Ever had to go through not being able to fall asleep despite being exhausted? Or perhaps you finally drop off, but your sleep is restless and constantly interrupted. Either way, you likely know the pain of searching for sleep solutions in the middle of the night. Though there’s no one-size-fits-all answer, cultures around the world have come up with their own ways of making sure they get the rest they need.
China’s Hot Foot Soak
If you like spa pedicures, give this one a try. This nighttime custom has roots in Traditional Chinese Medicine, and it’s a great way to wind down, soothe your tired tootsies, and reap the benefits of a little hot water therapy. All you need is a bathtub or small plastic basin. You can dress up your hot water with different soothing ingredients, like:
• Epsom salt
• skin-safe essential oils, like lavender and rose
• fruit peels
• herbs like mugwort
• According to TCM, this can help reduce the amount of vital energy, or qi, in the mind.
India’s Herbal Remedy
One of the most important herbs of Ayurveda medicine, the traditional medicine of the Indian subcontinent, Ashwagandha has been used for thousands of years. It’s used to reduce stress and anxiety and support the treatment of symptoms related to mental health.
In a 2020 randomised, double-blind, placebo-controlled study, 150 healthy adults were given 120 mg of Ashwagandha once daily for six weeks. The study found that Ashwagandha:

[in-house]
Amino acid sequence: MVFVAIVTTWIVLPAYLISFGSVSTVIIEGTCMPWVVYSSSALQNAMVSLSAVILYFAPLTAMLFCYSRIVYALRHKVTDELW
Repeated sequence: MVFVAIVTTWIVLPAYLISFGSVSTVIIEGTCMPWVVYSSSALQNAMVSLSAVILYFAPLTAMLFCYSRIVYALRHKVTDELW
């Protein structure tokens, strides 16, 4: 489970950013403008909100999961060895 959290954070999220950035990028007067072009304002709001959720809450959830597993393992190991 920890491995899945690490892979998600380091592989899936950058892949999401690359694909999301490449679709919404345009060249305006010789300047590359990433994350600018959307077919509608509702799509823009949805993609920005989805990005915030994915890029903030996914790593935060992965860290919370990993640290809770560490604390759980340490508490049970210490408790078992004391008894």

• reduced sleep latency (the time it takes to fall asleep)
• improved quality of sleep
• reduced non-restorative sleep
• improved quality of life
A 2021 systematic review and meta-analysis found that Ashwagandha had a “small but significant” impact on sleep, especially for those diagnosed with insomnia. Ashwagandha was also found to improve anxiety and mental alertness.
Finland’s Sauna Steam
Another Nordic tradition is the Finnish practice of enjoying a sauna in the evenings. This raises the body temperature, relaxes muscles, and makes you very sleepy as a result. According to a 2018 review, saunas offer a number of health benefits, including support for:
• congestive heart failure
• peripheral arterial disease
• rheumatoid arthritis
• depression and anxiety
• muscle recovery
Japan’s Shikibuton Tradition
The Shikibuton is a Japanese futon mattress that’s used on the floor. It’s not only space-saving, but it may also offer sleep and health benefits.
Similar to the Korean Yo, you can roll the Shikibuton up and stow it away when you are not using it. It’s typically made with eco-friendly and natural materials, like cotton and wool. While there isn’t much research on the benefits of futon mattresses, like the Shikibuton, it’s believed by some to help prevent or alleviate low back pain and provide support for the spine.
Using Hammocks In South and Central America
If you enjoy swinging away in a hammock outdoors, you may want to consider hanging one in the bedroom. Often overlooked in the United States, hammocks are seen as a legitimate sleeping option in South and Central America. While most studies on the benefits of sleeping in hammocks have been on babies, a 2011 study explored how the rocking motion of hammocks may promote deeper sleep.